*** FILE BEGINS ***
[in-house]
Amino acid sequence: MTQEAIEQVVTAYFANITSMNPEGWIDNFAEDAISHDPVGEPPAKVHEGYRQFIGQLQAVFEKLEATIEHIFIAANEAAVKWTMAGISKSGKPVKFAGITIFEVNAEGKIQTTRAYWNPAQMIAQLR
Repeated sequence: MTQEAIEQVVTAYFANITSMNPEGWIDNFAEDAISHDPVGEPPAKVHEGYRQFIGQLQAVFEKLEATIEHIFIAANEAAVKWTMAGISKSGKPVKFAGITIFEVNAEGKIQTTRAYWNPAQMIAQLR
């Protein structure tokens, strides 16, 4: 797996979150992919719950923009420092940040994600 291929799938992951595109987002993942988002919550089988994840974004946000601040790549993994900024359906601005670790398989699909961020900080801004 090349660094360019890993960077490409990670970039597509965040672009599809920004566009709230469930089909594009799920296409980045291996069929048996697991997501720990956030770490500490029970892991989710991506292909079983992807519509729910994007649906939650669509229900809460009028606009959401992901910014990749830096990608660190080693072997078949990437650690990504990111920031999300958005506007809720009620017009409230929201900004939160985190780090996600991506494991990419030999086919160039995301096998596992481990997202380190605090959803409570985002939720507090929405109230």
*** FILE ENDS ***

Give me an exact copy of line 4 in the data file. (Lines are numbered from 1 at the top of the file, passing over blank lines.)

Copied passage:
């Protein structure tokens, strides 16, 4: 797996979150992919719950923009420092940040994600 291929799938992951595109987002993942988002919550089988994840974004946000601040790549993994900024359906601005670790398989699909961020900080801004 090349660094360019890993960077490409990670970039597509965040672009599809920004566009709230469930089909594009799920296409980045291996069929048996697991997501720990956030770490500490029970892991989710991506292909079983992807519509729910994007649906939650669509229900809460009028606009959401992901910014990749830096990608660190080693072997078949990437650690990504990111920031999300958005506007809720009620017009409230929201900004939160985190780090996600991506494991990419030999086919160039995301096998596992481990997202380190605090959803409570985002939720507090929405109230």